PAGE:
Yeah, no cold calling, no, not good. So what we can do is we can actually go visit their LinkedIn company page of the company you’re trying to get into, and you can do a search very similar to what Bob said in terms of looking for your ideal client. So who is it? So are you selling to marketing, you’re selling to maybe the VP of Marketing, you can actually search for the people that are in marketing, and you can find them. But what I love about this, and as it goes with social proximity, one of the things we know is that 20%, and it’s probably higher now because of the great resignation, but there’s usually 20% turnover in a company in a given year. So, you know, think of how many clients you have, if you have 100 clients, 20 of them are going to change companies. And so what I always tell my clients is you always want to make sure you not only go horizontal, but vertical in a company when you’re connecting to people on LinkedIn, remember, social proximity. So yes, do you want to be connected to your buyer? Absolutely. You want to connect with them, you want to stay connected to them, but then who surrounds them? You know, who are their bosses, who are their subordinates, who helps them? Because 6.8 decision-makers in making a decision? So if you’re only connected to one person, there’s a whole nother 5.8. And I wonder what the .8 looks like. But there’s another 5.8 people that you’re not connected to that you need to be connected to. And so what you need to do is start looking at some other areas, and this is a great opportunity also for you if you sell to other departments within a company. So you know you’re dealing with The marketing department but maybe the human resources department is a purchaser. And if you’re already connected to someone in that company, they’re going to be able to make those introductions for you. But again, we’re talking about social proximity. So what you want to do is begin to look at other people that you can connect with. And I always tell everyone, connect with the people in HR, because they know what’s going on. They know somebody already put their two weeks notice in before it gets announced, and they know who’s not only going to replace them, but more importantly, who’s going to take over their purchasing responsibilities, right? Because that’s who you want to make sure you’re connected to that person and stay in contact. So you know, it happened to me in my previous position, where I reached out to somebody left. I sent the email to the one contact I had, they weren’t a client yet, but I proposed some services. And I got that dreaded response back that said, “George is no longer employed by XYZ company”. And I went, Oh, no. So what I did is I went on LinkedIn. And I went to the company page, and I searched for “VP of Human Resources.” I got that person’s name, I connected with that person. And my welcome message to them was, hey, “Kathy, thanks so much for accepting my connection requests. I used to work with George, because we sell marketing services, but I see he’s left. Can you tell me who’s taken over his responsibilities?” “I have!”, she came back. “Great. I’m gonna be in your area,” and we set an appointment.. So it’s that easy. So really, leveraging their company page, and searching out the people you can find a platter of people to connect with, so that you socially surround that account, and you’re prepared for when that person hits in that 20% and they’re gone. And now you just can follow up with? “Hey, Bob, I see Brynne left. Can you tell me who’s handling the purchasing, Is that you?” Or you get, “Hey, Bob was just promoted to CEO Social Sales Link, Bob congratulations!” It was just an example.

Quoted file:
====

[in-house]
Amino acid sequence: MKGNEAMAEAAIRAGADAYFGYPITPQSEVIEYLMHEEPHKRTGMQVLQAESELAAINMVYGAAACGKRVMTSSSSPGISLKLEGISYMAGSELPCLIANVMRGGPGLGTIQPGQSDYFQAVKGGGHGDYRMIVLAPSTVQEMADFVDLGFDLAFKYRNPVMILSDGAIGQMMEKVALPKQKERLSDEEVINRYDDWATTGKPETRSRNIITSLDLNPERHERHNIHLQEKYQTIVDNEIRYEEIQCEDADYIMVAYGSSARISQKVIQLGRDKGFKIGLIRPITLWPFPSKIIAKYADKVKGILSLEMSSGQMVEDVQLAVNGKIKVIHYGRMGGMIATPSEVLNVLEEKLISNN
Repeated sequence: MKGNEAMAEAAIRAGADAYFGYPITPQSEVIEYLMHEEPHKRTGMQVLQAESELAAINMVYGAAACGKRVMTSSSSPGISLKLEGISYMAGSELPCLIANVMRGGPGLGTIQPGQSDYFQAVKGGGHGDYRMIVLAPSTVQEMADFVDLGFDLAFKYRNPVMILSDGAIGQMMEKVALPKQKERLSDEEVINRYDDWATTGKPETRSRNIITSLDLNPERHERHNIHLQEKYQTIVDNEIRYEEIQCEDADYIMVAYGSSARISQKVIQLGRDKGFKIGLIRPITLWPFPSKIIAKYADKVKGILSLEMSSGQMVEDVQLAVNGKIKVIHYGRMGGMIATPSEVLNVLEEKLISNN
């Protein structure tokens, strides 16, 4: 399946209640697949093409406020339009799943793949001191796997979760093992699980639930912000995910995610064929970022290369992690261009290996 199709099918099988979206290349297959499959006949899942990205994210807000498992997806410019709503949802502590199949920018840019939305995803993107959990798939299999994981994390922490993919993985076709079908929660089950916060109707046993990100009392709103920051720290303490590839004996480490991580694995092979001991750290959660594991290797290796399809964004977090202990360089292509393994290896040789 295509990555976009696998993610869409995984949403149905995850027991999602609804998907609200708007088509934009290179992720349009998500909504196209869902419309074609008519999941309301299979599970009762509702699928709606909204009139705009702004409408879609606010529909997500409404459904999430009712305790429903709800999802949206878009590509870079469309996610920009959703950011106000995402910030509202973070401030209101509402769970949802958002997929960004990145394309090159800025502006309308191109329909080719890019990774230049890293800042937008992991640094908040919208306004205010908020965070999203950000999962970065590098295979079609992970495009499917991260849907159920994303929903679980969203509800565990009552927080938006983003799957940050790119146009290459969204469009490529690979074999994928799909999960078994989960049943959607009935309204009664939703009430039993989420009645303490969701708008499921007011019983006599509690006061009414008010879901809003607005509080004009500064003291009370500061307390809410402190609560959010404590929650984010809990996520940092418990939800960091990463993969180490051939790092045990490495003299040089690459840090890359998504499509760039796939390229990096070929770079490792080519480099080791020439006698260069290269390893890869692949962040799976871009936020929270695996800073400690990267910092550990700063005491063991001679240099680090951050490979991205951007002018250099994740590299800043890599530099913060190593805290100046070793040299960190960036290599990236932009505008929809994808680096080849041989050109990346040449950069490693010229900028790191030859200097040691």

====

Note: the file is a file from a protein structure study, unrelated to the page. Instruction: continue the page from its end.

That’s great. That’s great stuff, Bill.
Brynne Tillman 12:11
Yeah. So let’s kind of wrap this up in a bow, social proximity is your pathway to your decision-makers and influencers. Start with Who am I first degree connected with, then move to second degree if there isn’t anyone who can help me gain access to these decision-makers. And if you can leverage social proximity in a way that’s powerful and will ultimately convert to opportunities, you will start to leverage LinkedIn and optimize LinkedIn for social selling.
Bill McCormick 12:49
Fantastic. Well, listen, thanks everyone for being with us on another episode of making Sales Social Live! and we will see you next time.